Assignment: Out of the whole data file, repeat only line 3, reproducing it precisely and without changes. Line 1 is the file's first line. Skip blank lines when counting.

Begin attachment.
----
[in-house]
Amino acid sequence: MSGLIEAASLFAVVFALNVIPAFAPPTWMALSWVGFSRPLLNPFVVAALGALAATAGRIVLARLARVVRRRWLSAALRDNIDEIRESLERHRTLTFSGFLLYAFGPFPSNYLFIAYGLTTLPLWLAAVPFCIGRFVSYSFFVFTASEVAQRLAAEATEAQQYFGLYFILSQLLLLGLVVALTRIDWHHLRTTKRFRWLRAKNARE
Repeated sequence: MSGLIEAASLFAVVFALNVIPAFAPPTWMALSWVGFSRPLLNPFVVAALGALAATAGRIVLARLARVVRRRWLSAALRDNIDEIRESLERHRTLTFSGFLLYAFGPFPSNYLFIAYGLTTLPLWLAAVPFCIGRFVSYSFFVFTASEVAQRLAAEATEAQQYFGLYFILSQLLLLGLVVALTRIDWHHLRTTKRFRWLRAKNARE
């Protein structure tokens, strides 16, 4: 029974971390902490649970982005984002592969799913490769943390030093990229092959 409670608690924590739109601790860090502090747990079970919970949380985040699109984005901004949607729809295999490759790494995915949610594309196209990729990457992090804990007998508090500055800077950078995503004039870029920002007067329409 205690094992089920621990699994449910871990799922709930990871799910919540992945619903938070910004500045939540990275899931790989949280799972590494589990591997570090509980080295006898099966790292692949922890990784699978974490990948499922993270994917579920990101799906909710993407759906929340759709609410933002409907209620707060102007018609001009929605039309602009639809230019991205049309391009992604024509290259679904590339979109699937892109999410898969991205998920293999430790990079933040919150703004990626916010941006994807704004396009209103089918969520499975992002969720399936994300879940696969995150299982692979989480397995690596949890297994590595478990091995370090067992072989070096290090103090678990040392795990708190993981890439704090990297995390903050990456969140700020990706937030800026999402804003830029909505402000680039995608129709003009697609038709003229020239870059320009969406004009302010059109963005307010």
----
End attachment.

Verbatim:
Repeated sequence: MSGLIEAASLFAVVFALNVIPAFAPPTWMALSWVGFSRPLLNPFVVAALGALAATAGRIVLARLARVVRRRWLSAALRDNIDEIRESLERHRTLTFSGFLLYAFGPFPSNYLFIAYGLTTLPLWLAAVPFCIGRFVSYSFFVFTASEVAQRLAAEATEAQQYFGLYFILSQLLLLGLVVALTRIDWHHLRTTKRFRWLRAKNARE